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"As Google looks to grow by launching more products, it will no longer be able to take for granted its access to the market and will need to compete for search rankings just like everyone else," said Randy Giusto, vice president and analyst at Outsell.
"With several recent product flops, ultimately this could be good for Google as well as consumers, as the search giant will be forced to up its game."
The gist of the EU's charges come down to that it believes Google is unfairly favoring its own search results over competitors. For example, consumers shopping for "smartphones" will see Google Shopping results on the top of the page above Amazon results. Same for someone searching, say, for a flight. The user would see the Google Flights search service show up above other travel search engines like Expedia.
Even if EU regulators rule against Google—which is not guaranteed at all—how could they enforce it?
A "theoretically possible" solution would be forcing the company to rank services "impartially" in search results, wrote James Cordwell, an analyst at Atlantic Equities, in a report. But "auditing this arrangement could be difficult and resource-intensive, something both Google and the EU may be keen to avoid."
"This auditing issue could be addressed by forcing Google to split into separate search and publishing arms, but this would seem unduly draconian and politically challenging, " Cordwell said.
Google is no stranger to the EU's tougher regulatory environment, but the latest charges could weigh more heavily on the company if it is forced to make significant changes to how its search engine works.
"This has been an overhang on Google's stock for the last three to four years, so it's not a surprise in terms of a catalyst itself, but now it's an official catalyst, an official overhang," said Mark Mahaney, an analyst at RBC Capital Markets, on CNBC Wednesday.
"But there are fundamental issues this raises for Google. If there's a change in business practices with their algorithms in trying to perfect customer satisfaction on the page, if someone is going to step in and try to regulate that ability away that should be a negative for Google long term," he said.
The EU's chief competition chief, Margrethe Vestager, said Wednesday that the bloc does not want to interfere with the company's screen design or algorithm. Rather, she said the EU wants to make sure that consumers are getting the best comparison shopping results.
This means that Google would still likely be forced to do some rearranging of where it places its own services on the page, Giusto said.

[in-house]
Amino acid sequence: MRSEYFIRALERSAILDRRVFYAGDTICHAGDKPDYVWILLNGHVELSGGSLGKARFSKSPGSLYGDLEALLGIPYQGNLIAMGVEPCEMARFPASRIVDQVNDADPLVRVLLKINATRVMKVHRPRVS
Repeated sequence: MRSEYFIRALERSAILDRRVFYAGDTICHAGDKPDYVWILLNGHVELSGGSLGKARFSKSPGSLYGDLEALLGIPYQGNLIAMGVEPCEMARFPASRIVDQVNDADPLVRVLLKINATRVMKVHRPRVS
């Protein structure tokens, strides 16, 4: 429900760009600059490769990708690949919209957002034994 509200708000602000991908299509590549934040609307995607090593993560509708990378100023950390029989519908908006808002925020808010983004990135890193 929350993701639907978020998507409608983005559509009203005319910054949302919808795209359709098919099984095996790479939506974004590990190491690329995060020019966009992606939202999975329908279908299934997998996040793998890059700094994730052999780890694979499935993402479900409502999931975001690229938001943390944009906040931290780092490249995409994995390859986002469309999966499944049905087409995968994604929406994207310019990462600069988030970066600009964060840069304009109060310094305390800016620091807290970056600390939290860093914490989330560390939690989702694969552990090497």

Competitors like Yelp, Expedia and Microsoft have been lobbying for years to get Google to change how it displays its results, but given the company's dominance in the region the repercussions could be significant, Giusto said.
"With over 90 percent share of EU-based Internet searches, Google is effectively the gatekeeper to Web-based businesses in the EU. This is a complex issue for the European Commission, who will be acutely aware that the action they take against Google could shape the online market in the EU for years to come," Giusto said.
Google isn't going to go down without a fight, though. The company sent a memo to employees Tuesday night stating that it has a "very strong case, with especially good arguments when it comes to better services for users and increased competition."
"We operate by the rules wherever we do business, and we expect the role that regulators have to play here. We are a big company. We're extremely successful. And with that comes scrutiny," said Adam Cohen, Google's head of European economic policy, on CNBC Wednesday.
"What we've seen today is set of preliminary concerns from the European Commission and an opportunity to address them. We're not being penalized. We're being scrutinized, and we're fine with that process."
Beyond having to change the way search results are displayed on the desktop, Google could also be forced to alter how it runs its Android business.
The EU also launched a probe into the Android mobile operating system after some competitors complained the tech giant was using its dominance to "monopolize the mobile marketplace and control consumer data."
"That's where the bigger story is. Consumers are not using their browser on the phone, they are using apps. Millennials and everyone else has gone to mobile," Giusto said.
"I think what the EU is going to do with Android, is they are going to say an Android out of the box has 10 Google apps preloaded so it's going to force the consumer to use those apps and that makes it anti-competitive," he said.
However, this may be harder for the EU to prove considering other companies like Apple also come with preinstalled apps and some Android devices also come preinstalled with apps that Google does not own, like Facebook.
"We're seeing an explosion of competition from the mobile ecosystem, where competition comes from apps, where people aren't going through search to get to information," Cohen said. "All of these forces are leading to enormous choice for consumers and enormous pace of innovation and change."